And this is the crux of the entire matter: women. And though it may seem trite or hackneyed to discuss the film’s significance in this regard, it would also be a remarkable disservice to disregard its importance. I wish it weren’t the case, but Bridesmaids’ female presence (both in front of the camera and behind) is an anomaly among the Hangover sequels and Vince Vaughn vehicles. It has heart, it has truth, and it made me laugh so hard I’m going to need to see it a second time to catch every line. I cannot recommend it enough. See it, and see it more than once, because goodness knows comedies this good don’t come around nearly often enough.

For more filmschooled on Bridesmaids, check out her previous post on the trailer.

This review originally appeared on filmschooled’s tumblr, I Get By With a Little Help From My Friends

17 replies on “I Get By With a Little Help From My Friends – Bridesmaids Review”

I also want to add something else that impressed me about this movie. Maya Rudolph, who plays the bride, has an African-American father in this movie, complete with a head full of dreads. I loved it!!!!!! She also had an African-American mother in Growns Up. As a bi-racial woman who could definitely “pass” as Caucasian, I love how this casting celebrates her heritage (she is the daughter of soul singer Minnie Riperton and composer/songwriter/producer Richard Rudolph) and also adds a reality bite to Hollywood films which are often “white-washed” for no good reason.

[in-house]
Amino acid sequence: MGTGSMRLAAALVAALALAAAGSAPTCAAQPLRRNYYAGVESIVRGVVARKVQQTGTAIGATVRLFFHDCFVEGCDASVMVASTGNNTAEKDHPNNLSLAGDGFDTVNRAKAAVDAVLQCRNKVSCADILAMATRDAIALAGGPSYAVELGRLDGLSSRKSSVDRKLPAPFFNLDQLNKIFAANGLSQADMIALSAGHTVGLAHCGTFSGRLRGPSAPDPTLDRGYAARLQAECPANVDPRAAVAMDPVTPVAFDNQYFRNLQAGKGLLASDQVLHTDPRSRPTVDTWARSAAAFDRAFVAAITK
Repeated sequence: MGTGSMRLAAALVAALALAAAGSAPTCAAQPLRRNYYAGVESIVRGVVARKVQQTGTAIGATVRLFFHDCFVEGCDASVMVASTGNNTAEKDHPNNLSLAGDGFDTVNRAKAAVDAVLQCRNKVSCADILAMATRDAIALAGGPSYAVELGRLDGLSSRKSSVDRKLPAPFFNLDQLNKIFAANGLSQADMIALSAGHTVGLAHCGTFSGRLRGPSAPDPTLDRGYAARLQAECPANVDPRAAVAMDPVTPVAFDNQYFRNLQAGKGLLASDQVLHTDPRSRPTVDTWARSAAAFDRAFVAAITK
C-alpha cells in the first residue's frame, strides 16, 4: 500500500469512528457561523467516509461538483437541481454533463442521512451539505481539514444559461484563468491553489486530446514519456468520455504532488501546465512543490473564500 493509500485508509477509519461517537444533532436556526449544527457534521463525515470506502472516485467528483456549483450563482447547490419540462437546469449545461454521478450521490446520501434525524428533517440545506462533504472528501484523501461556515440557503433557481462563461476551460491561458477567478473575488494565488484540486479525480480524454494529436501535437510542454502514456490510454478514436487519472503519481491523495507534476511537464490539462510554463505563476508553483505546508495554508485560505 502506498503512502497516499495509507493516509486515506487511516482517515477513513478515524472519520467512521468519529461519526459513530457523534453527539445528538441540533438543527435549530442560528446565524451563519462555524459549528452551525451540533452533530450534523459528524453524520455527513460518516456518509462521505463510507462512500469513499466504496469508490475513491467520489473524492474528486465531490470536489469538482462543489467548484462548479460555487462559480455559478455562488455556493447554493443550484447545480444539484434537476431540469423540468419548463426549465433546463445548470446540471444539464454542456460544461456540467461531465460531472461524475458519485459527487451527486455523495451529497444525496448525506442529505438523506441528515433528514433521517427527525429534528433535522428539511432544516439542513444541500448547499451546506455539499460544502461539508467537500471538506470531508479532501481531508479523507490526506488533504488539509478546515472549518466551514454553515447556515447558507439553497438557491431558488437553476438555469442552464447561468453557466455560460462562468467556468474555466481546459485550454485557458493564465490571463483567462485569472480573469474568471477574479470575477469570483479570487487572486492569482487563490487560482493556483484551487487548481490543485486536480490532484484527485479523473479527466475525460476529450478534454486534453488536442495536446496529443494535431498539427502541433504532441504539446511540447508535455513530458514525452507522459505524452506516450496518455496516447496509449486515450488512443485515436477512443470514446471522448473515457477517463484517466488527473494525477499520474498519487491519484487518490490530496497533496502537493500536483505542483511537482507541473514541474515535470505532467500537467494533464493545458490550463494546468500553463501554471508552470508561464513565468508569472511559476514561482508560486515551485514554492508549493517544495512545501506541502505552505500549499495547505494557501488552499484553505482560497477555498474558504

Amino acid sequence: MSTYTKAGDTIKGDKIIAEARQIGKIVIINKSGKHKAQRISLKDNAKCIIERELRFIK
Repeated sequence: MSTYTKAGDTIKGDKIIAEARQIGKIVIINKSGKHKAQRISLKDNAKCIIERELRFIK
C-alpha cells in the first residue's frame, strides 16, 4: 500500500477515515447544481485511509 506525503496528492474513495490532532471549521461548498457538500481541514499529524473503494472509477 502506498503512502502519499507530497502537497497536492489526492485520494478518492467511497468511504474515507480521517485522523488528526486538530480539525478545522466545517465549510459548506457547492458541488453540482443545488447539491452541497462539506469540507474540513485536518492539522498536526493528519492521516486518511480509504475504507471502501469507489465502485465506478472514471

It was nice to see a little color!!!

I was happy about that, and then kind of sad that no one from her father’s side of the family ended up being a bridesmaid. (Though I noticed a possible brother in the groom’s party.)

I thought that the fact that no one needed to draw attention to it was incredibly progressive.

Oh, boy I saw the midnight showing of this film and laughed so hard my stomach ached. I dubbed it The Hangover, for girls.

It really had such depth and the characters were well developed and funny and mult-faceted.